From the moment where electric power is formed to where it is consumed, there is a complex process of generation, transmission, and distribution. This crucial system works to keep the balance between the demand and supply equal at all times. There are constant changes in the amount of demand since this dynamic aspect is totally dependent on a variety of factors from human activity to unexpected weather conditions. That’s why, in order to maintain the balance throughout these fluctuations, the vital role of energy storage becomes the reason for a fluid and reliable energy grid system.
Energy storage solutions can be used in two major ways – to salvage excess supply during low demand for later use and to supply stored energy during low supply with high demand. The availability of stored electrical energy is extremely valuable in urgent high demand situations due to its rapid response since most power generation sources tend to take longer to ramp up the energy output. All of these benefits help to uniformly match the needs and features of supply as well as demand in any grid system.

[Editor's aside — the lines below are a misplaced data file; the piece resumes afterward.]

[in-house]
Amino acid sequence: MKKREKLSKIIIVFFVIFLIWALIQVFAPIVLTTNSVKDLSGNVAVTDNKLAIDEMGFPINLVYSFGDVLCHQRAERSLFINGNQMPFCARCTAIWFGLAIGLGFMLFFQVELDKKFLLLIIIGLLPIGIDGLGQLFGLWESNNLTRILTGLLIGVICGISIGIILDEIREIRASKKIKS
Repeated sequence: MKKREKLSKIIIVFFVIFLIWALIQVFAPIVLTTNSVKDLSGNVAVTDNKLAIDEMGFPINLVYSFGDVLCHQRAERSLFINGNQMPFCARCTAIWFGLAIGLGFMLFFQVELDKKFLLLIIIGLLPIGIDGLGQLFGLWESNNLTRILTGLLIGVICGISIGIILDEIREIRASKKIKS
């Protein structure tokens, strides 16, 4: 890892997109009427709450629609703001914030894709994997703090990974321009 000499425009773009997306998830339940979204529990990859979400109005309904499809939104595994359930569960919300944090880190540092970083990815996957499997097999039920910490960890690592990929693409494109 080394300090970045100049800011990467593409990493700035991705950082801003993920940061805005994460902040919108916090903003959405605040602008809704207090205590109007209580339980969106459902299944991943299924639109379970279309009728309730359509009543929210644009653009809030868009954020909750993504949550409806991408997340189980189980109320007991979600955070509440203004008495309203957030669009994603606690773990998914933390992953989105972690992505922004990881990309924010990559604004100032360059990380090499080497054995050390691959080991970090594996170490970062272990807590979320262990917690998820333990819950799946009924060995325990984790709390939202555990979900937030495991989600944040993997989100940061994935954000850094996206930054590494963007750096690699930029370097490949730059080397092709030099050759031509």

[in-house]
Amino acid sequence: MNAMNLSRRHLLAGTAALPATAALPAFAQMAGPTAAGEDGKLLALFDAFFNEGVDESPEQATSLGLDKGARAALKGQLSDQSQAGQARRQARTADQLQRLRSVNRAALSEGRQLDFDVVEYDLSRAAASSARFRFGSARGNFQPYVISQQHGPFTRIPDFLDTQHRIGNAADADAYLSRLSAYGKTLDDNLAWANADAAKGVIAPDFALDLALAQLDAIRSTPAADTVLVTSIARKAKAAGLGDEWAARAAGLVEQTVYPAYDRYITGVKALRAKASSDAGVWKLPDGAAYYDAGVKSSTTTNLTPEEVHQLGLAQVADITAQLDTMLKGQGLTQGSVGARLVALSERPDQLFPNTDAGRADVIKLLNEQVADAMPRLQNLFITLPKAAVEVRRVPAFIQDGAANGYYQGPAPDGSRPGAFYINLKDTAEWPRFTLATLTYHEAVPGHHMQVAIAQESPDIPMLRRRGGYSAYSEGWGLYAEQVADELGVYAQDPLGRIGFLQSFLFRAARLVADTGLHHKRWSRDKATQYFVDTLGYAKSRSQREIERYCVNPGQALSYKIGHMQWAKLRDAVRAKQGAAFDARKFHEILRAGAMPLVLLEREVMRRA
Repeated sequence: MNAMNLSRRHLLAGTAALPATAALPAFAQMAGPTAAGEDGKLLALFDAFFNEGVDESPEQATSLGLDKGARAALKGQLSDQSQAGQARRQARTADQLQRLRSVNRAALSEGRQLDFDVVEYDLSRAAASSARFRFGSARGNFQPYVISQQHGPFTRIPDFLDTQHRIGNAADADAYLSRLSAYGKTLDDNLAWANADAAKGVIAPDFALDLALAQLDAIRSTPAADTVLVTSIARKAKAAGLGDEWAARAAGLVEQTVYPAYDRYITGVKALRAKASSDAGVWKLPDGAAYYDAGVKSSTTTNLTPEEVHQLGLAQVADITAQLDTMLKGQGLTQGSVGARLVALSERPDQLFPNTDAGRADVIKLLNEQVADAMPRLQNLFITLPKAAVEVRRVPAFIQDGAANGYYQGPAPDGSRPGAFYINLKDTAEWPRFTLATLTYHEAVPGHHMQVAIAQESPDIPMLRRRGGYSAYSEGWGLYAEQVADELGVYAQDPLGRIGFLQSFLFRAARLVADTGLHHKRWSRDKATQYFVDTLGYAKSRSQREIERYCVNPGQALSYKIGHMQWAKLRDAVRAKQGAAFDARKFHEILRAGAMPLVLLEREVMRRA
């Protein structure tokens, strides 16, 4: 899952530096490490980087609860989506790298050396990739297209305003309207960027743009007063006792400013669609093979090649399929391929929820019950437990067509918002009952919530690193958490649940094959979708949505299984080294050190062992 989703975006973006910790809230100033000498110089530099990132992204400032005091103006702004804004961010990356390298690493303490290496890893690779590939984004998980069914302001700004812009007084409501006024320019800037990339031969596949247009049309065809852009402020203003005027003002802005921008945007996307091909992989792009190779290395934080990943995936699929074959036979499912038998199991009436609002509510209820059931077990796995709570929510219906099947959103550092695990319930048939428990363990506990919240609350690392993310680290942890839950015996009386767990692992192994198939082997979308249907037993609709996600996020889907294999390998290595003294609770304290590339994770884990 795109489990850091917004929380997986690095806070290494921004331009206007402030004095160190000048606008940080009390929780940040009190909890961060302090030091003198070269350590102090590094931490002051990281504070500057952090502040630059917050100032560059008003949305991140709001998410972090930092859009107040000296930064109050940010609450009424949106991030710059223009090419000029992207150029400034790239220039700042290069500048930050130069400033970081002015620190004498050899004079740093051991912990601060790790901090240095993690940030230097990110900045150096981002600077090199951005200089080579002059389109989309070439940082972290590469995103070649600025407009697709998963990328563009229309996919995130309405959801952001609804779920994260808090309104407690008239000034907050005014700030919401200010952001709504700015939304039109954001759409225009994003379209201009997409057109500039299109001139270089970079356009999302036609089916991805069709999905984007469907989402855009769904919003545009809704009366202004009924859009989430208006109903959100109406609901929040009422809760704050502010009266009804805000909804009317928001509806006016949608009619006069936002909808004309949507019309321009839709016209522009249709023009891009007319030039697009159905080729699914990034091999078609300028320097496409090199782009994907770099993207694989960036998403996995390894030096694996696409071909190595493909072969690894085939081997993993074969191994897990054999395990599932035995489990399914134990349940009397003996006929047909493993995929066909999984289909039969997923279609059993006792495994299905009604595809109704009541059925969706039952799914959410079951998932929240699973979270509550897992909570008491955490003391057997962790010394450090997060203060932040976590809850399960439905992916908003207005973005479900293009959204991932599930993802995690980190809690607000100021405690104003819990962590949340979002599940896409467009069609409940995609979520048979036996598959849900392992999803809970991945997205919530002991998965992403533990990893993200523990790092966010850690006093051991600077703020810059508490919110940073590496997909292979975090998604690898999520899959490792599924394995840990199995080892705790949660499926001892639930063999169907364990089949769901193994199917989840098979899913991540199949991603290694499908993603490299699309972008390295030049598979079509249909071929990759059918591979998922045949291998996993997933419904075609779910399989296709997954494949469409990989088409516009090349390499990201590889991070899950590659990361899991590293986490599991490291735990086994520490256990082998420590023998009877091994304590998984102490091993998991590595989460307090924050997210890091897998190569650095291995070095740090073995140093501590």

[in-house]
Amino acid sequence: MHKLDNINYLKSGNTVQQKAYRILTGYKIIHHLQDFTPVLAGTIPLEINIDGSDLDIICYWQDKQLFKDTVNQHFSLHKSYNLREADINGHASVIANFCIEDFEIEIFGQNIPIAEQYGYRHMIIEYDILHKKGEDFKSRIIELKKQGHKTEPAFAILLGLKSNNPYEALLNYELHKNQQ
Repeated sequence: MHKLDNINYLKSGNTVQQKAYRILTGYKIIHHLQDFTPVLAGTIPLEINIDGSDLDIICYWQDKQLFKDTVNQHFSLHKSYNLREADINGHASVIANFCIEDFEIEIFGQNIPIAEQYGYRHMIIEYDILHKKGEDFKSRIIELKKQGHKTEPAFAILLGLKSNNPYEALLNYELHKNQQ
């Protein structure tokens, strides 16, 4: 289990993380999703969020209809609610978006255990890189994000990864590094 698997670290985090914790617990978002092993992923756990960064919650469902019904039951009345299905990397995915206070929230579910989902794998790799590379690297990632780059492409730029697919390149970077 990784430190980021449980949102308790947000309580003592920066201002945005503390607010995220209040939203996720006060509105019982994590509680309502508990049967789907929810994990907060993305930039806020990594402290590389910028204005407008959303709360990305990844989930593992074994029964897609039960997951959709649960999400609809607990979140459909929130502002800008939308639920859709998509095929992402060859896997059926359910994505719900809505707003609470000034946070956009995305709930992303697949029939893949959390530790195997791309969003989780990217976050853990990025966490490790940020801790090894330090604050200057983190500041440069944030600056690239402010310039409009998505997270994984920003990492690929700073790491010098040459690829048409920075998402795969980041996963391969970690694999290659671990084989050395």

This energy storage can be carried out through a variety of processes. Most commonly, electricity is generated in utility grids that do not store energy but instead seek assistance from additional plants to increase or decrease supply based on the demand which is not ideal since it tends to burn additional fossil fuel. However, with the new wave of cleaner energy solutions from natural renewable sources like wind and solar, the need for energy storage has become more necessary therefore increasing efficiency in those utility grids. This is because solar and wind energy are intermittent sources meaning that they are not available 24×7 and therefore will be generated, consumed, and stored for later use all at the same time.